Women’s rights activist Ayaan Hirsi Ali on Monday urged Muslims to reject the violence and intolerance of radical Islam in a talk for more than 300 attendees at Yale University, the Yale Daily News reports.
Hirsi Ali’s speech was not without controversy. The Muslim Students Association (MSA) at Yale sent a letter to students last week questioning her lack of academic credentials and allegedly anti-Islamic beliefs. Hirsi Ali, born in Somalia, was raised in a society that practiced female genital mutilation and forced marriage.
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She spoke about the process of Muslim "indoctrination" during her youth:
When she was 15, Hirsi Ali said she encountered a different kind of religious teacher—whom she referred to as a "Preacher Teacher"—who encouraged youths to enforce the religious duty of Islam and wage jihad against those who did not obey. Witnessing this process of "indoctrination," she said, makes her statements relevant to Islam today.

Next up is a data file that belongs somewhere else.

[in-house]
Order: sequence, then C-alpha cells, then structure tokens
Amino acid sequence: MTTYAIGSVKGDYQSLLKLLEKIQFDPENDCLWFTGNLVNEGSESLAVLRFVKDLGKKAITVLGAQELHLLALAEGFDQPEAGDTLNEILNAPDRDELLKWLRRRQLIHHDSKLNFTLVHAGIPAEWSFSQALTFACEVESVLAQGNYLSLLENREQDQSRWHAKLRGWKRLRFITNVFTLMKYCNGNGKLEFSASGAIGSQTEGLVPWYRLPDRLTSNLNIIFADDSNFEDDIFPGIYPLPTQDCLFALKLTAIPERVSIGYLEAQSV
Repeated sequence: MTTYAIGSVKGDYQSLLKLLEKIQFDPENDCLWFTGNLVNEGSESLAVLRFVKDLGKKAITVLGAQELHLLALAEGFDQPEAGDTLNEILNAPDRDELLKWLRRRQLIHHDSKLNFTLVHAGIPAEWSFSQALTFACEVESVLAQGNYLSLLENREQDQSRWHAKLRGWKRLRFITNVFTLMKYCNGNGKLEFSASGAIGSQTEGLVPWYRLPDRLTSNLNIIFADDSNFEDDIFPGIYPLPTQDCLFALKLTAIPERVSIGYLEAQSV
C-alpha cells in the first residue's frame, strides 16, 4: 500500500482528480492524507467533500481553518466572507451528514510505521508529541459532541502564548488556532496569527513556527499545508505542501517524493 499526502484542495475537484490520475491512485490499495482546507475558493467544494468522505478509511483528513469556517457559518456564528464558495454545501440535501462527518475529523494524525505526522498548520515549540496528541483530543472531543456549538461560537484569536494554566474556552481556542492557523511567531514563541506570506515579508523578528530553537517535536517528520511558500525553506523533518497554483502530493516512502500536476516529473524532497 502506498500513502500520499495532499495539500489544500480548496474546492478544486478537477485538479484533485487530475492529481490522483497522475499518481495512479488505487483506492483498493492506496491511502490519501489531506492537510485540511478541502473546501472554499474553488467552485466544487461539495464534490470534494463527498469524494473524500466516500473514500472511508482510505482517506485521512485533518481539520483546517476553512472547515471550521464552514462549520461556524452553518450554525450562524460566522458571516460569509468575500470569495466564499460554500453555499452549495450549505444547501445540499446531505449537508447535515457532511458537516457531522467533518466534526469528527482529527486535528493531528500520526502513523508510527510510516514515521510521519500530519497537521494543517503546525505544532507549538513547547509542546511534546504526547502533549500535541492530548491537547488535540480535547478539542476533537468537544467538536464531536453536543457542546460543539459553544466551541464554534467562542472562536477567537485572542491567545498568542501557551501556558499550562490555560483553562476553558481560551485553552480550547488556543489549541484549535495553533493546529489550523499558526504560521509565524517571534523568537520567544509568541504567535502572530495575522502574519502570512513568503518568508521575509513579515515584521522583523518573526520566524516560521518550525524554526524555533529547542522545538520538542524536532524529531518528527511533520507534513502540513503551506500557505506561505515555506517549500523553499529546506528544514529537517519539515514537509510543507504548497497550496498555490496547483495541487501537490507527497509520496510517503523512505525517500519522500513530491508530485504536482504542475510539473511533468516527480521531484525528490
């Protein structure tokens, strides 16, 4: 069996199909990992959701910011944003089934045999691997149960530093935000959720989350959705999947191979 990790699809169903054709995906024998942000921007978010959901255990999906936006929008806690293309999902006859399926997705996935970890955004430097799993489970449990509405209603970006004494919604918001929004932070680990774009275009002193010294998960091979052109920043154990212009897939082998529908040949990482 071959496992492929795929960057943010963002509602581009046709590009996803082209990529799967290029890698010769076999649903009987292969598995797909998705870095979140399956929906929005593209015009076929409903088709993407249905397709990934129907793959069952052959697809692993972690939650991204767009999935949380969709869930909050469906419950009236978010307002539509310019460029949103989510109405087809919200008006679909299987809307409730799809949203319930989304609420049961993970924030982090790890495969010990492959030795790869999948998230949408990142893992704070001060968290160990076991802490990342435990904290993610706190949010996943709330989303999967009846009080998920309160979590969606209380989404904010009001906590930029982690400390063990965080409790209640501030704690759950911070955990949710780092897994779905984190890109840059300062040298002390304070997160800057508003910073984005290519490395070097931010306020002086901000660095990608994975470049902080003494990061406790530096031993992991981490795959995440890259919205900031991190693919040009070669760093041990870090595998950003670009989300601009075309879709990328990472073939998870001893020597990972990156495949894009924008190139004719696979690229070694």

Hirsi Ali added that this "indoctrination" is at the source of radical Islam and leads to intolerance and violence. Therefore, she said, in order to fight the symptoms of radical Islam, the "core creed" of Islam—the Qur’an and hadith—must be reformed. Hirsi Ali called on Muslims to listen to their consciences and stand up to Allah, rather than bending to his will. […]
The MSA’s campus-wide letter last week announced the group’s worries over Hirsi Ali’s talk and brought attention to her history of anti-Islamic statements.
Hirsi Ali directly addressed the MSA during her speech, asking why the organization took the time and resources to "silence the reformers and dissidents of Islam," including herself, rather than fighting against the violence, intolerance and indoctrination Hirsi Ali associates with Islam.
"MSA students of Yale, you live at a time when Muslims are at a crossroads," she said. "The Muslim world is on fire…With every atrocity [they underscore] your commitment to Allah…Will you submit passively or actively, or will you finally stand up to Allah?"
Defenders of Hirsi Ali criticized Brandeis University in April for rescinding its invitation for her to speak at the school’s commencement ceremony. More than 80 Brandeis faculty members demanded her withdrawal in a letter to the school’s president. They called her a "divisive individual" who had made "virulently anti-Muslim public statements."
The William F. Buckley, Jr. Program sponsored Hirsi Ali’s speech at Yale. Program President Rich Lizardo said she was "insightful, eloquent, and elegant" and called the talk a victory for free speech and intellectual diversity at Yale.